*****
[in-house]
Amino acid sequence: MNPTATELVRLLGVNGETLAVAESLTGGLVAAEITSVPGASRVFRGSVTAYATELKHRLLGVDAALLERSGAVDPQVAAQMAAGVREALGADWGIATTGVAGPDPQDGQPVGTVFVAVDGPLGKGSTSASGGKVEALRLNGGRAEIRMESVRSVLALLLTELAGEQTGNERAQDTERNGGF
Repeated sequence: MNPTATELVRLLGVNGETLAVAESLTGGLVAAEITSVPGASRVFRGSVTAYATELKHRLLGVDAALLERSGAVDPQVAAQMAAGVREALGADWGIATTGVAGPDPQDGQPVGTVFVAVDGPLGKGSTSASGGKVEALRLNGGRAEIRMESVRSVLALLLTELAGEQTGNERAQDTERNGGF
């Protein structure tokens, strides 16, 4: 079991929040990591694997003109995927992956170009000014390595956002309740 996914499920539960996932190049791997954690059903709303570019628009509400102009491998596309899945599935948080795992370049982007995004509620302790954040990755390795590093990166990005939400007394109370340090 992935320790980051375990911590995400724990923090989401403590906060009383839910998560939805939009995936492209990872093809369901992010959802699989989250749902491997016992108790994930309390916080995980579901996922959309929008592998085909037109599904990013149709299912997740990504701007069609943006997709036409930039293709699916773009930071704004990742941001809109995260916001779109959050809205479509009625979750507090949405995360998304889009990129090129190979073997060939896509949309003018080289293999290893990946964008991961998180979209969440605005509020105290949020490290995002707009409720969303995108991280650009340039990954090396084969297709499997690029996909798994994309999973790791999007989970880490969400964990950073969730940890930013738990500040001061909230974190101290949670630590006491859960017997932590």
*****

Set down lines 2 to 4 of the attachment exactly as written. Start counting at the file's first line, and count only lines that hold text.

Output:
Amino acid sequence: MNPTATELVRLLGVNGETLAVAESLTGGLVAAEITSVPGASRVFRGSVTAYATELKHRLLGVDAALLERSGAVDPQVAAQMAAGVREALGADWGIATTGVAGPDPQDGQPVGTVFVAVDGPLGKGSTSASGGKVEALRLNGGRAEIRMESVRSVLALLLTELAGEQTGNERAQDTERNGGF
Repeated sequence: MNPTATELVRLLGVNGETLAVAESLTGGLVAAEITSVPGASRVFRGSVTAYATELKHRLLGVDAALLERSGAVDPQVAAQMAAGVREALGADWGIATTGVAGPDPQDGQPVGTVFVAVDGPLGKGSTSASGGKVEALRLNGGRAEIRMESVRSVLALLLTELAGEQTGNERAQDTERNGGF
């Protein structure tokens, strides 16, 4: 079991929040990591694997003109995927992956170009000014390595956002309740 996914499920539960996932190049791997954690059903709303570019628009509400102009491998596309899945599935948080795992370049982007995004509620302790954040990755390795590093990166990005939400007394109370340090 992935320790980051375990911590995400724990923090989401403590906060009383839910998560939805939009995936492209990872093809369901992010959802699989989250749902491997016992108790994930309390916080995980579901996922959309929008592998085909037109599904990013149709299912997740990504701007069609943006997709036409930039293709699916773009930071704004990742941001809109995260916001779109959050809205479509009625979750507090949405995360998304889009990129090129190979073997060939896509949309003018080289293999290893990946964008991961998180979209969440605005509020105290949020490290995002707009409720969303995108991280650009340039990954090396084969297709499997690029996909798994994309999973790791999007989970880490969400964990950073969730940890930013738990500040001061909230974190101290949670630590006491859960017997932590």